A simple(r) explanation of the Qubic Computation Model, written following discussions among Andrew Brough, Jake Cahill, Sabri Goldberg, Sergey Ivancheglo, Igor Nielsen, Navin Ramachandran and David Sønstebø. Probably not quite an ELI5.
In this blog post, we will look at how computers work at a basic level, and how we are considering a slightly different approach in Qubic. We call this approach the Qubic Computation Model (QCM).
Why are we building a new computation model?
IOTA aims to enable a machine-to-machine economy, for devices on the Internet of Things. These devices need to work with low amounts of power and in harsh physical environments.
Traditional electronics use complex mechanisms that consume a lot of energy and are more sensitive to these environments. With the QCM we aim to create a more energy-efficient and resilient model for such devices.
QCM traces its origin back to the Jinn Labs project (beginning 2013), looking at novel hardware approaches for Fog/Edge Computing and Distributed Artificial Intelligence. Since that time, the entire semiconductor industry has recognised this new philosophy of “More-Than-Moore”: that the future of computation requires innovative approaches, rather than relying on Moore’s Law for ongoing improvements in computational power.
The QCM initiative holds a special place in IOTA history. It outlined the vision of an organic Machine Ecosystem married with Distributed Ledger Technology, from which IOTA was born.
What is a computation model?
A computation model describes how a computer works.
A computer takes some data, does some work on it, and returns a result. This process is called a computation, which is at the heart of everything computers do. It’s how computers work out the sum “1 + 1 = 2”. It’s how computers print a letter on the screen when you press a key on a keyboard. It’s how computers do anything.
The path that data takes from the input to the result, through a computation, is called its flow. When we talk about computation models, it’s this flow that we are interested in. Computation models allow us to visualise the flow of data, to find the best way for a computer to reach a result. For example, the model in the video below allows you to input different coins and watch them flow through the channels until they are sorted at the end.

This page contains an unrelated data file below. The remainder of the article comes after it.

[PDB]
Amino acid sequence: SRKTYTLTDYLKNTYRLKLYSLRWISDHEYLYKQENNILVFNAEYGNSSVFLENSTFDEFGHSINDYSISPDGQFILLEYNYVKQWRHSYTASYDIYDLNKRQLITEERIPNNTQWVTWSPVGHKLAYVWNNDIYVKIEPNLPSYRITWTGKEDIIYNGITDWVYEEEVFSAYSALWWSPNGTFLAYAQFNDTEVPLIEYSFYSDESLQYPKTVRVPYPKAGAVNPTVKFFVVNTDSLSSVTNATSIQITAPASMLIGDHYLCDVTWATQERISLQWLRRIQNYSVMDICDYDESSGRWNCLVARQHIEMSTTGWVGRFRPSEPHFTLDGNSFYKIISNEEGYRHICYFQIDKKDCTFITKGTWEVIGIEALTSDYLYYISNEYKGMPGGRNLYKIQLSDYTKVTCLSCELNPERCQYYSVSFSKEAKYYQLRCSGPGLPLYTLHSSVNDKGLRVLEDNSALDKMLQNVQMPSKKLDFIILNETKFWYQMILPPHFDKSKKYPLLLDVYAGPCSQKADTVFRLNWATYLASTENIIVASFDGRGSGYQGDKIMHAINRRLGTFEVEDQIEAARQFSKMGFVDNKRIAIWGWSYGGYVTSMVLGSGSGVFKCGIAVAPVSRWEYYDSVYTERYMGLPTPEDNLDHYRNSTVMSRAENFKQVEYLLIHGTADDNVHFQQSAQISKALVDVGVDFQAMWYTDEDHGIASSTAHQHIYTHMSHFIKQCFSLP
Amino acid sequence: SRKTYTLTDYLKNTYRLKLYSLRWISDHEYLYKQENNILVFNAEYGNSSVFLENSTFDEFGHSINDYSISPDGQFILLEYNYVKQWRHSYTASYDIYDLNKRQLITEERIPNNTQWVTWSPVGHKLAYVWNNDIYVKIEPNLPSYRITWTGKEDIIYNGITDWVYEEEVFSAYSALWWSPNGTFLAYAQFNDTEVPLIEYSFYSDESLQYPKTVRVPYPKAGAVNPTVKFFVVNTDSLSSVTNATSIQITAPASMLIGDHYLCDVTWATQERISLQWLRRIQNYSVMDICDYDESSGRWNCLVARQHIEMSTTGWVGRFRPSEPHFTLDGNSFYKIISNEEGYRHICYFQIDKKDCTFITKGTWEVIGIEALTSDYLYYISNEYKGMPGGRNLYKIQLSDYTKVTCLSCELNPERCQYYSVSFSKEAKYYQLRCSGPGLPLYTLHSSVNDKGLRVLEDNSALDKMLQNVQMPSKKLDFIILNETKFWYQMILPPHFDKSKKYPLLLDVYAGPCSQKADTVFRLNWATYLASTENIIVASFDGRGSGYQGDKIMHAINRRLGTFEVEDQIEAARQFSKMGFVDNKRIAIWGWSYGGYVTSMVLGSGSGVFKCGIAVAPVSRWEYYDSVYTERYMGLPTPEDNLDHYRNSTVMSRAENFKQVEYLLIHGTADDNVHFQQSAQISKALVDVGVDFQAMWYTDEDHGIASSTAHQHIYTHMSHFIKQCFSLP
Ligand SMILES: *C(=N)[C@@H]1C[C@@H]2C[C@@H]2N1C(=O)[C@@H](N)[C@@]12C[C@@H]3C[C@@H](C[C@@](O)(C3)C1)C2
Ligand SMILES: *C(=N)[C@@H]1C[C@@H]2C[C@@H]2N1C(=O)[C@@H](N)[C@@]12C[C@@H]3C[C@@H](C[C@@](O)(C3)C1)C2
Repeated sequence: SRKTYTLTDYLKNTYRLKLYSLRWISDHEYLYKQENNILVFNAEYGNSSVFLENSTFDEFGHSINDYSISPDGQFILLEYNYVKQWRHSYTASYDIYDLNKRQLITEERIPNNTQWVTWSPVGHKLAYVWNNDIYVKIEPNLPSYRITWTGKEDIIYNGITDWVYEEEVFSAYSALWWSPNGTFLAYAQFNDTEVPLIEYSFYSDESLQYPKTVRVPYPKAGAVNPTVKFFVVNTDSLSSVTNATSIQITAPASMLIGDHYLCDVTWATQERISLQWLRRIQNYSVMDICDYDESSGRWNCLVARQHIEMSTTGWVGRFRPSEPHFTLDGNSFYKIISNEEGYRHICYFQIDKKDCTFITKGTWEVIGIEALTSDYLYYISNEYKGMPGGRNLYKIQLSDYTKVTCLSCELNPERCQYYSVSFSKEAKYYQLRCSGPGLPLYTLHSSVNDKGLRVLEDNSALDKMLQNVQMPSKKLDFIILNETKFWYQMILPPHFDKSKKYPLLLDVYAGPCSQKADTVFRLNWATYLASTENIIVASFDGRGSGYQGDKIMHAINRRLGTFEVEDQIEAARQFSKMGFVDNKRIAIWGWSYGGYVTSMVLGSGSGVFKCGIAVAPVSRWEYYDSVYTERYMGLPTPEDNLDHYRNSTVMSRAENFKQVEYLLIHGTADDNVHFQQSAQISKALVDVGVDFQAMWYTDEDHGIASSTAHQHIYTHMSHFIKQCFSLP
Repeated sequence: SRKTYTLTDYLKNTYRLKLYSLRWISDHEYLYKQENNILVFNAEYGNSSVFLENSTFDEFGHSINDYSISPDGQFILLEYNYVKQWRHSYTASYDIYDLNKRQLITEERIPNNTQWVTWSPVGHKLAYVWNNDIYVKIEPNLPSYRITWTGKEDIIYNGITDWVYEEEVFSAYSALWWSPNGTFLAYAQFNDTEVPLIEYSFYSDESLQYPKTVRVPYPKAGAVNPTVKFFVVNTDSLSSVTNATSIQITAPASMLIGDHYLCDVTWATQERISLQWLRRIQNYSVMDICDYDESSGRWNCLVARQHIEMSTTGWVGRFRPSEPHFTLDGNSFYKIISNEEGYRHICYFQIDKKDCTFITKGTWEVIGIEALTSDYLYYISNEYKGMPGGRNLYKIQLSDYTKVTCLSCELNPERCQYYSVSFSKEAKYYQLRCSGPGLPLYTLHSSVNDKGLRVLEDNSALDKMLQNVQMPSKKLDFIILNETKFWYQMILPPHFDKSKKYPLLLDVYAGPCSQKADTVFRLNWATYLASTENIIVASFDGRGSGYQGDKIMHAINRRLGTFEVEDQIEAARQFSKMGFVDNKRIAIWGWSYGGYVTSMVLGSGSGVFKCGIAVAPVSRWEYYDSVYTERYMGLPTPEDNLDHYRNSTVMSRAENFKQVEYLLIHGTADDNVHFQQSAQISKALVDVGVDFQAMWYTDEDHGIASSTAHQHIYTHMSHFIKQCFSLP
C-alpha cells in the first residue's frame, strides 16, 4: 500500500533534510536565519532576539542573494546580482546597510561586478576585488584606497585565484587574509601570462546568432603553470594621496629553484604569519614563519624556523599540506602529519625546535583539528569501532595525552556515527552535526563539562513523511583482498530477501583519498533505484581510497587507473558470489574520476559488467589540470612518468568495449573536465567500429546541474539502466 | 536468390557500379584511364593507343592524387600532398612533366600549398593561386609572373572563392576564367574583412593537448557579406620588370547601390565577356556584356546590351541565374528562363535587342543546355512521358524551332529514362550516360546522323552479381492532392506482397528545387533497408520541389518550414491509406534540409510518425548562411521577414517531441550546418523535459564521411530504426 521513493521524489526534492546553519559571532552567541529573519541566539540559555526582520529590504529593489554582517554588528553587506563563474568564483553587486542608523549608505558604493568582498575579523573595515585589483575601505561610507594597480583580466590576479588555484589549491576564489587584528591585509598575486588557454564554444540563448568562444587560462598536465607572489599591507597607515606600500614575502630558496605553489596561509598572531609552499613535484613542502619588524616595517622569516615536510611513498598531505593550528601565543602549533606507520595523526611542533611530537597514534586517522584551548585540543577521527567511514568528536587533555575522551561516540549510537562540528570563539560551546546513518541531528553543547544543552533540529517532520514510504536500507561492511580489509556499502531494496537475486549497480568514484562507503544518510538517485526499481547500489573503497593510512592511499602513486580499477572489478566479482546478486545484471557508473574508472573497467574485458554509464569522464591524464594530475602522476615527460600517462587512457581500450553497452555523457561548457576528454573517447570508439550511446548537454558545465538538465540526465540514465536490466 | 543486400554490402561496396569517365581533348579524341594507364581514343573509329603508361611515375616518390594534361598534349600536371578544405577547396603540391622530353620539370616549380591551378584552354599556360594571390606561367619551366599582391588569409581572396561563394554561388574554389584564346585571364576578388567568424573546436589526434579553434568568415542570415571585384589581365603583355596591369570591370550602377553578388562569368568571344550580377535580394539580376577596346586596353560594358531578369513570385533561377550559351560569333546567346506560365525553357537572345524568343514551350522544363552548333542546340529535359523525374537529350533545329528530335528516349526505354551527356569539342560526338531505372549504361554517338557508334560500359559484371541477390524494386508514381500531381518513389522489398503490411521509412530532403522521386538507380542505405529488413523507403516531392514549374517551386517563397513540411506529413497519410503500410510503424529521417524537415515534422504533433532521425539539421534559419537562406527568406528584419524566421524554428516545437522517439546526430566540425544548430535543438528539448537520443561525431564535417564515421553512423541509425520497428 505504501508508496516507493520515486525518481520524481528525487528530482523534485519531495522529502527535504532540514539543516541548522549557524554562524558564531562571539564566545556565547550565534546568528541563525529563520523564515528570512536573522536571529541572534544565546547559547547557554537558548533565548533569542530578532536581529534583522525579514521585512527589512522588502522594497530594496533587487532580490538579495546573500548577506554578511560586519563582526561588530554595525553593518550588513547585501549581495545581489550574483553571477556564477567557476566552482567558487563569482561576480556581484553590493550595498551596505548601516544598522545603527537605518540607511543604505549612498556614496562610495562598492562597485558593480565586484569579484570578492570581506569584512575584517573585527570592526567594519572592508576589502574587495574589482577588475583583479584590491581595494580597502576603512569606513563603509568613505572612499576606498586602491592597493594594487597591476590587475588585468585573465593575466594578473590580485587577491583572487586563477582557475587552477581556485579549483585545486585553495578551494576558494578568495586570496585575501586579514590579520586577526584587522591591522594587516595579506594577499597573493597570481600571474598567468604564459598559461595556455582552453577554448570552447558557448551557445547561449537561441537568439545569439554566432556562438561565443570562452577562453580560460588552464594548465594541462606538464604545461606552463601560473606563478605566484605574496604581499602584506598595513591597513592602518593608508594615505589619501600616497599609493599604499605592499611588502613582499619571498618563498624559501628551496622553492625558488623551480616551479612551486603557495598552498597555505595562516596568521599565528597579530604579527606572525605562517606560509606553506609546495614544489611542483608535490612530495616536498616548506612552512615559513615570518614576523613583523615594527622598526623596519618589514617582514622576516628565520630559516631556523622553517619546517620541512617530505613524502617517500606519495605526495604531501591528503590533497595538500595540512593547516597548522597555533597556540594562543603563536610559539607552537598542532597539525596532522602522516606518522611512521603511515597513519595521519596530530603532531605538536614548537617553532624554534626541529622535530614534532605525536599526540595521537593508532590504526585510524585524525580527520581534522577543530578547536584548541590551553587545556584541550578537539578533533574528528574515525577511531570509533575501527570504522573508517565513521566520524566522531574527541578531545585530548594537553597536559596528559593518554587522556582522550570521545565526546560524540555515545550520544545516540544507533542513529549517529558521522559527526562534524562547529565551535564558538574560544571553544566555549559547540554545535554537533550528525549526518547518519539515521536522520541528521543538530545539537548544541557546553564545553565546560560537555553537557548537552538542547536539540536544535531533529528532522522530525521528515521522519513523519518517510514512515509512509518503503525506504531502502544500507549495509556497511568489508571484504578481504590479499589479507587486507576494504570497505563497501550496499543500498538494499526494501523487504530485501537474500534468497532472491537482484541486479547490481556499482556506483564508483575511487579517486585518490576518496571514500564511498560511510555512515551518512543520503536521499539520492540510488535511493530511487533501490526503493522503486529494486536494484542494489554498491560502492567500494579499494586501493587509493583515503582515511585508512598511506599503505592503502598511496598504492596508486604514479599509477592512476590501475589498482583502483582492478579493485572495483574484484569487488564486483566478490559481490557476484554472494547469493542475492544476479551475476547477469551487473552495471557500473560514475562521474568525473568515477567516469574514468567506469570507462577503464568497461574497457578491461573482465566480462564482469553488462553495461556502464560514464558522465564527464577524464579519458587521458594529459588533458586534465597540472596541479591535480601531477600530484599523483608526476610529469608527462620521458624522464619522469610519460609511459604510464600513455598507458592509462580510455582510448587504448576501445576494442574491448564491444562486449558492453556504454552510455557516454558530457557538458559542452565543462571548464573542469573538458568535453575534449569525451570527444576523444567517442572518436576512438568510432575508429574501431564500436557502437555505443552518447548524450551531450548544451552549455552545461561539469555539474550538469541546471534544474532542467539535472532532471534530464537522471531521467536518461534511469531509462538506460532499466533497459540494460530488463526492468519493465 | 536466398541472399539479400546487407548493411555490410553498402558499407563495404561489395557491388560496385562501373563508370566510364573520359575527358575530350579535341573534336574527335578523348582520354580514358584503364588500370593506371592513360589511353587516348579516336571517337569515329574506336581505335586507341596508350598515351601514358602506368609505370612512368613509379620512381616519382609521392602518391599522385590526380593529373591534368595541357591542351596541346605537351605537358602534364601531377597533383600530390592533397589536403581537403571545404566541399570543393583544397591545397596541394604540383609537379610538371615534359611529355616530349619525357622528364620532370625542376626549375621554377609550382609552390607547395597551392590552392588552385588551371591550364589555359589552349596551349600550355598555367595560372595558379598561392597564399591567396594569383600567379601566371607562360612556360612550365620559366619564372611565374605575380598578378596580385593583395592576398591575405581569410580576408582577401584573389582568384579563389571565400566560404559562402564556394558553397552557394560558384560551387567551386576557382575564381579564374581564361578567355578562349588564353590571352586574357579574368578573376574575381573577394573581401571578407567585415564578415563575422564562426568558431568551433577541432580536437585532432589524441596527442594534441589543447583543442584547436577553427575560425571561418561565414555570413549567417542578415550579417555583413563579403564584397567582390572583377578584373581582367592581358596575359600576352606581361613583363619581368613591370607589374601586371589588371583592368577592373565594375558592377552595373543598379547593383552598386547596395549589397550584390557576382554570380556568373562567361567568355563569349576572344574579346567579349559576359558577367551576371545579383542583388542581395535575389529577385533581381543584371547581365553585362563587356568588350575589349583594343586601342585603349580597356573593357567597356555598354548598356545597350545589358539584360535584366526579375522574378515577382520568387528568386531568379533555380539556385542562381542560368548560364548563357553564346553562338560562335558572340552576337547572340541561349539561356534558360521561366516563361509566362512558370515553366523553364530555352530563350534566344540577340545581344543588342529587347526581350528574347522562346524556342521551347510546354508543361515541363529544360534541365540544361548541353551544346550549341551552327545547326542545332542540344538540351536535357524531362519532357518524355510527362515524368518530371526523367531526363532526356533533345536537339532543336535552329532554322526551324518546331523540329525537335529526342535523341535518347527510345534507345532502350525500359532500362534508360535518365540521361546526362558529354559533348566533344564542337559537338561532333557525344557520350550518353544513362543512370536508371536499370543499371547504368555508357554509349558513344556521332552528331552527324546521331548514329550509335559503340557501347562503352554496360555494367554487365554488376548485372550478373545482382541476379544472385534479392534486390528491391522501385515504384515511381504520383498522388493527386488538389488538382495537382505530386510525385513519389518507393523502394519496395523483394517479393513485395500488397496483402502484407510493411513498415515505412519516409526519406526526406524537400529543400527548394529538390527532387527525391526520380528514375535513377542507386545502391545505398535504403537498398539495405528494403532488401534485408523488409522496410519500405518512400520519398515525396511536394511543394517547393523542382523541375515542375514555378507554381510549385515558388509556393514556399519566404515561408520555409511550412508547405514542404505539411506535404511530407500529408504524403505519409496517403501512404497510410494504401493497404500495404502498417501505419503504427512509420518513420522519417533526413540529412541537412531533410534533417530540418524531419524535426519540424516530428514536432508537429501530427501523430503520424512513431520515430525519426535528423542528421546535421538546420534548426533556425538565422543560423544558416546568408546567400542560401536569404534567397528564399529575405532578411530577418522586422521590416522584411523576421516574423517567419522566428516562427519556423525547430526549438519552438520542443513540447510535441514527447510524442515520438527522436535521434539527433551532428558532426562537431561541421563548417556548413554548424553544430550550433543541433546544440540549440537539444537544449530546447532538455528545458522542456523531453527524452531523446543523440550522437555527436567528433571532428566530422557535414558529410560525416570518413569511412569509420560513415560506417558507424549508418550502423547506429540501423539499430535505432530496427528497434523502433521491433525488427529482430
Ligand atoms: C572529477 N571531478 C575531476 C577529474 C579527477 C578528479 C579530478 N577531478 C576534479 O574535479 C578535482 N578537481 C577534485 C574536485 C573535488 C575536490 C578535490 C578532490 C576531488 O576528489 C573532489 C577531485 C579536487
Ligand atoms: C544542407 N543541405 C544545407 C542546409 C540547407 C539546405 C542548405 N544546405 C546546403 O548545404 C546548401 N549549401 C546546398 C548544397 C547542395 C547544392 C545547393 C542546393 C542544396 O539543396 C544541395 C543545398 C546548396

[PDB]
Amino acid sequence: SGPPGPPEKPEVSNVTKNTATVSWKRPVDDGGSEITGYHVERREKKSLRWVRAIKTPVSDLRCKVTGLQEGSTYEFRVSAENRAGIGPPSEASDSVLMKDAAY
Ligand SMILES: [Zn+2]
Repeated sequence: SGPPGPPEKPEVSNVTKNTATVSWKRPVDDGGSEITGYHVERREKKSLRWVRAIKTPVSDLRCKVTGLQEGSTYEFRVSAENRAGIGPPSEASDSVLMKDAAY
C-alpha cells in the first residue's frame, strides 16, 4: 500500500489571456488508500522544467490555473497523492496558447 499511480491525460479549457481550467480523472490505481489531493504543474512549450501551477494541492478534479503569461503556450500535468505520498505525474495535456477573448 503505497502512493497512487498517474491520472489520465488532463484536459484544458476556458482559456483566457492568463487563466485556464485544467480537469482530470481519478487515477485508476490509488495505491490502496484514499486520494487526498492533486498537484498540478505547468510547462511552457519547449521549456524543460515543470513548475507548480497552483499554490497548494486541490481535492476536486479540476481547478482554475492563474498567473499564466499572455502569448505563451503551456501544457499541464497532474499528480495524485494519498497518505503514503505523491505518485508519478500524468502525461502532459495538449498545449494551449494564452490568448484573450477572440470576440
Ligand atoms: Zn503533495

In nearly all computers and digital devices, the traditional computation models requires quite complex mechanisms to handle data flow. The QCM however can handle the flow of data in much cheaper and simpler ways.
Please note that traditional computers work with binary data — all data in binary is represented as a 0 or 1 — these numbers are called bits. QCM works with trinary data — here, the data is represented as a -1, 0, or +1 — these numbers are called trits.
Now, we will start from the basics, to explore how the QCM works and what it is made up of. Then, we will explain how trinary data flows are more efficient than binary ones.
Building a simple QCM
To illustrate how the QCM works, let’s look at a basic computation: How do we check if two different inputs are equal?
For example, if one input is 0 and the other input is also 0, we can conclude that they are equal.
To show how simple it is to build the Qubic Computation Model for this situation, let’s paint a picture that most of us will be familiar with: A sandy beach. Now imagine this beach with:
- Channels in the sand, which represent an electrical circuit
- Channel entrances, into which we can pour water — this represents the data
- Small dams, which represent computations (represented by the dam shapes on the picture below)
To compare two inputs (cyan and orange), a child (let’s call her Alice) pours water into a cyan entrance and an orange entrance. Both of these entrances can represent one of three values: -1, 0, and +1. Remember these values are called trits.
Now, one channel of water isn’t enough to rise to the top of the dam. So let’s look at 2 different cases.
First, imagine that Alice pours water into the 0 trit of the cyan and orange entrances. If you follow the channels from these entrances, you’ll see that both channels lead to the same dam. If both channels lead to the same dam, then enough water rises to the top and flows over it. So, we can say that when water flows over the dam, both input values were the same (0 and 0 in this case).
Now let’s see what happens when Alice pours water into the -1 trit of the cyan entrance and the 0 trit of the orange entrance. The channels from these entrances lead to different dams. If only one channel leads to a dam, there is not enough water to rise over the dam. So, we can say that when water does not rise over a dam, both input values were not the same (-1 and 0 in this case).